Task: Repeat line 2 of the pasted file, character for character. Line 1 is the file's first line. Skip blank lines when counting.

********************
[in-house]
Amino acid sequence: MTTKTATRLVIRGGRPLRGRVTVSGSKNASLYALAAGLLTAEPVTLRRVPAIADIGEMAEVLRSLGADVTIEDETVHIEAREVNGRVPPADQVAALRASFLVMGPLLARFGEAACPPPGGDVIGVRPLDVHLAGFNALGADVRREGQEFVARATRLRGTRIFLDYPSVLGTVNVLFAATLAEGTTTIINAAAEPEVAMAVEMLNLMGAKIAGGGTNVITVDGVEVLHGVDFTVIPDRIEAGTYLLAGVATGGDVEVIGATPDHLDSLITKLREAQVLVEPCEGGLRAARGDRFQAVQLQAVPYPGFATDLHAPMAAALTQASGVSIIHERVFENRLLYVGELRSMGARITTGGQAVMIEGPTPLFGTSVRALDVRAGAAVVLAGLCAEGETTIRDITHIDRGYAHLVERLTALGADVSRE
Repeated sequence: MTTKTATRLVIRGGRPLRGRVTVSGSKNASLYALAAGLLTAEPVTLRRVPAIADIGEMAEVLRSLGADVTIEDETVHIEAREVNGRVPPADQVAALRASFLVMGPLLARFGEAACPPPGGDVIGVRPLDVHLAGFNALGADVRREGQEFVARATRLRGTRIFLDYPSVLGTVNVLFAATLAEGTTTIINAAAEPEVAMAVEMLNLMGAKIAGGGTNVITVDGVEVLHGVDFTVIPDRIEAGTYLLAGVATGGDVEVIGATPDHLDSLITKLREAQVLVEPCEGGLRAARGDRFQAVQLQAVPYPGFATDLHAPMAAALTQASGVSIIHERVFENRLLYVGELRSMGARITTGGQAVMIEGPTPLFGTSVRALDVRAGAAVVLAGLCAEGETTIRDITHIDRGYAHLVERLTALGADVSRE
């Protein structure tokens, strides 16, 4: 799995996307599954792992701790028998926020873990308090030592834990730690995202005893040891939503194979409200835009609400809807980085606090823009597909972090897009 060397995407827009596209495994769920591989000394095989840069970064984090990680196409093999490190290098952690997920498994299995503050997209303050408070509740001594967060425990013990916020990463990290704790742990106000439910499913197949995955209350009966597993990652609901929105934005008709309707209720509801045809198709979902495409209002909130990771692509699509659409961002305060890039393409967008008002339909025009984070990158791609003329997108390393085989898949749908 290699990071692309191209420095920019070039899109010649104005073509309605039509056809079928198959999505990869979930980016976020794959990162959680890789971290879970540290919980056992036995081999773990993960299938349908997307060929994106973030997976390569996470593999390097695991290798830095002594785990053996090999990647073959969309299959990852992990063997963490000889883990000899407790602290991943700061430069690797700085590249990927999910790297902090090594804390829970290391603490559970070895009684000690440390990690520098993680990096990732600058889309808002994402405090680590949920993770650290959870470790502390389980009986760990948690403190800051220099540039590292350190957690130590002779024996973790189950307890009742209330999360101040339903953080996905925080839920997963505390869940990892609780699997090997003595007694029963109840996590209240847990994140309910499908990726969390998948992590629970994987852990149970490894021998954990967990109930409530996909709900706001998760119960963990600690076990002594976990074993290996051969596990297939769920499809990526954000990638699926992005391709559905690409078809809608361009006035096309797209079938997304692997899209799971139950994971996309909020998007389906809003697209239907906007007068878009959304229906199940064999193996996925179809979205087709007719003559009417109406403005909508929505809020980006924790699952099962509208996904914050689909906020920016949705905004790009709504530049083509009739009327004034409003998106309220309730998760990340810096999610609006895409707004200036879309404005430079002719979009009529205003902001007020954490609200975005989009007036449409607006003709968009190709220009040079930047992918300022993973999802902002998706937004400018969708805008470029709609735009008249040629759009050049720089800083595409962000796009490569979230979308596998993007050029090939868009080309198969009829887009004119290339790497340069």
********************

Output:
Amino acid sequence: MTTKTATRLVIRGGRPLRGRVTVSGSKNASLYALAAGLLTAEPVTLRRVPAIADIGEMAEVLRSLGADVTIEDETVHIEAREVNGRVPPADQVAALRASFLVMGPLLARFGEAACPPPGGDVIGVRPLDVHLAGFNALGADVRREGQEFVARATRLRGTRIFLDYPSVLGTVNVLFAATLAEGTTTIINAAAEPEVAMAVEMLNLMGAKIAGGGTNVITVDGVEVLHGVDFTVIPDRIEAGTYLLAGVATGGDVEVIGATPDHLDSLITKLREAQVLVEPCEGGLRAARGDRFQAVQLQAVPYPGFATDLHAPMAAALTQASGVSIIHERVFENRLLYVGELRSMGARITTGGQAVMIEGPTPLFGTSVRALDVRAGAAVVLAGLCAEGETTIRDITHIDRGYAHLVERLTALGADVSRE